Folivory impact of the biocontrol beetle, Cassida rubiginosa, on population growth of Cirsium arvense
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The folivorous beetle, Cassida rubiginosa Müller (Coleoptera: Chrysomelidae), was released in New Zealand in 2007 as a biocontrol agent against the pasture weed, Cirsium arvense (L.) Scop. The impact of the beetle on shoot population density and spread was assessed over two years on isolated experimental plots within an established population of the weed. Four folivory treatments were imposed by applying 0, 5, 10 or 20 larvae per shoot. Folivory in the 10 and 20 larvae per shoot treatments caused C. arvense population declines of 29% and 75%, respectively, although this effect was not consistent between the two years. Shoot spread was reduced in both years where 10 or 20 larvae per shoot were applied. This study represents the first post-release assessment of this biocontrol agent in New Zealand, and indicates that average densities of ≥ ten larvae per shoot can reduce population density and spread of C. arvense.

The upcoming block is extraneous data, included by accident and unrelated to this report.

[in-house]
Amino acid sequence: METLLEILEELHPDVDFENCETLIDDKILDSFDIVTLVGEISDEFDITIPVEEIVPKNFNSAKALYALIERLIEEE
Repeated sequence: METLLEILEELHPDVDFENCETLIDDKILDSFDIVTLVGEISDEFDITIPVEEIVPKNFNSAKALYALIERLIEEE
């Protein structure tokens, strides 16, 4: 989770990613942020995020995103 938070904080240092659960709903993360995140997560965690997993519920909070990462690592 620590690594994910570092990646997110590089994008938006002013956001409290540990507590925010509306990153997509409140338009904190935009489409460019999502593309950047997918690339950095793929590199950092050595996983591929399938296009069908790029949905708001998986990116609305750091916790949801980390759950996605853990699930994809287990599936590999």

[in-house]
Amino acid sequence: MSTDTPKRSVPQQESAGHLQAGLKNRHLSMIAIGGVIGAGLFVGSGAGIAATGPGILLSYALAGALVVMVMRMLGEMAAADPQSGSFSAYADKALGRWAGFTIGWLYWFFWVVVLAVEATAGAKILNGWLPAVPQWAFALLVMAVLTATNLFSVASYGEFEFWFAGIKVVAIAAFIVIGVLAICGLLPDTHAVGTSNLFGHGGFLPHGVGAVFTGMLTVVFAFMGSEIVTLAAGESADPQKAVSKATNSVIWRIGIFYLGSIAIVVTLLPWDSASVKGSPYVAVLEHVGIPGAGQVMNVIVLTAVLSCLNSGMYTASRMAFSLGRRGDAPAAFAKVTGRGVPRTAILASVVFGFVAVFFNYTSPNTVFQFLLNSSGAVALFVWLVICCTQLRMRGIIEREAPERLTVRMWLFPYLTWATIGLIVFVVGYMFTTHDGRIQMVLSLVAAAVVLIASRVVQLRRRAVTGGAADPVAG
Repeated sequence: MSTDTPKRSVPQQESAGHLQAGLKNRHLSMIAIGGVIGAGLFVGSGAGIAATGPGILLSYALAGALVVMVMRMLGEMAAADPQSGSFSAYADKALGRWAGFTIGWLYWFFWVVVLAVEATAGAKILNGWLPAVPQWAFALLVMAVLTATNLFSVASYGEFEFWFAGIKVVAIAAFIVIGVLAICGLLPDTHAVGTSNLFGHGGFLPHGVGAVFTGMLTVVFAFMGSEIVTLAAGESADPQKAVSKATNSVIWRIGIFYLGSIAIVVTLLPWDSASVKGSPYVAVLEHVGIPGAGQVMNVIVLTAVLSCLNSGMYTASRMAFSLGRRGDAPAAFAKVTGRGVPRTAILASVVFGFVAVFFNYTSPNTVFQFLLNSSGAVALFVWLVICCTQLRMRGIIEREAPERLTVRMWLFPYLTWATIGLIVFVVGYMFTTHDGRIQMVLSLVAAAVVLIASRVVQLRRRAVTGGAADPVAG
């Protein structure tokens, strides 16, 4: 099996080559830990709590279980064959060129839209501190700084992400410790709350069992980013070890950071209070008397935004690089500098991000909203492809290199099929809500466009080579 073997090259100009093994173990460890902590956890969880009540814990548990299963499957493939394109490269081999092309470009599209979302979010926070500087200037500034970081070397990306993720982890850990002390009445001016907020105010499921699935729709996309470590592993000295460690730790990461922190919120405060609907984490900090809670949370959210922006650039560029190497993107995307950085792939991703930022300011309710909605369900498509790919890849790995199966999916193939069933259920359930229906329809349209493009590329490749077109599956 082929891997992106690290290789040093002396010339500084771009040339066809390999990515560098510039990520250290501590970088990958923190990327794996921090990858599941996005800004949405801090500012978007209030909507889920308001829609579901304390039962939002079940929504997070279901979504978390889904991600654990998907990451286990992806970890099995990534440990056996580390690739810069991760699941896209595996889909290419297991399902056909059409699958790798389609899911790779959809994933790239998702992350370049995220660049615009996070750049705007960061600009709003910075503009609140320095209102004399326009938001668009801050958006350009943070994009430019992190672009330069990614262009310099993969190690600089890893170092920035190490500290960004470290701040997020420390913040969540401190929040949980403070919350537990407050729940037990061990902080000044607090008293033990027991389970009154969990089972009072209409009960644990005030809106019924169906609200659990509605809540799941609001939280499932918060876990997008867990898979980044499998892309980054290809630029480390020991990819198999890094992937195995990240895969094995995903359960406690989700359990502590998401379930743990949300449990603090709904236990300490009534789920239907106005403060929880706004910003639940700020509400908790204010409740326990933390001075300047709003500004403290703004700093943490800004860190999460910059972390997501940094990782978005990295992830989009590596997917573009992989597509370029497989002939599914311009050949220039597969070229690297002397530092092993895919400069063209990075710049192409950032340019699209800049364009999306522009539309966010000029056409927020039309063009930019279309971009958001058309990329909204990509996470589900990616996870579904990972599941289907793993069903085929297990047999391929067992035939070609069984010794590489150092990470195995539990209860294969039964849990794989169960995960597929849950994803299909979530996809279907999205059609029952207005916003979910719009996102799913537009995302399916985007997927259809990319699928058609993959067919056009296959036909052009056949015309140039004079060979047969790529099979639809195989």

KeywordsCassida rubiginosa Cirsium arvense Cardueae Herbivory Thistle
This research was funded by Beef + Lamb NZ and the Ministry for Primary Industries, through the Sustainable Farming Fund (Project 401499). Additional support was provided by the AgResearch Strategic Science Investment Fund for Pasture Weed Ecology. We thank Tom Maxwell (Sheep & Beef farmer, Scargill, Canterbury), for allowing the field trial to be carried out on his property, and hosting a field day on thistle biocontrol.
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